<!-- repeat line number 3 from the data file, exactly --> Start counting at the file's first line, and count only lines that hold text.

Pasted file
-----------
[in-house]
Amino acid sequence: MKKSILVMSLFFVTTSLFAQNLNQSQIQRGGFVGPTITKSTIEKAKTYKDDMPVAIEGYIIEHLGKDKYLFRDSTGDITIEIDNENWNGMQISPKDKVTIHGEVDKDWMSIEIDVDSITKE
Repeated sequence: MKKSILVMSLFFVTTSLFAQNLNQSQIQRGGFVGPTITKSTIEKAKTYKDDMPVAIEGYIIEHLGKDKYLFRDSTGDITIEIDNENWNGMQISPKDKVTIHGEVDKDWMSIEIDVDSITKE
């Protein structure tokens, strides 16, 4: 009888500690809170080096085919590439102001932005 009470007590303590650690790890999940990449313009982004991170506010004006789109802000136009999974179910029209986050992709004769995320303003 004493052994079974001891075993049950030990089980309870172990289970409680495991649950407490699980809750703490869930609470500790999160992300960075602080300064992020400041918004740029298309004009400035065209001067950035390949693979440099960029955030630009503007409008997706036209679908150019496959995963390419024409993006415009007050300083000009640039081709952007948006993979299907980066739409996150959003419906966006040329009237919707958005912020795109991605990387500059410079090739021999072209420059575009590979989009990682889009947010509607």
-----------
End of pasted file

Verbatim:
Repeated sequence: MKKSILVMSLFFVTTSLFAQNLNQSQIQRGGFVGPTITKSTIEKAKTYKDDMPVAIEGYIIEHLGKDKYLFRDSTGDITIEIDNENWNGMQISPKDKVTIHGEVDKDWMSIEIDVDSITKE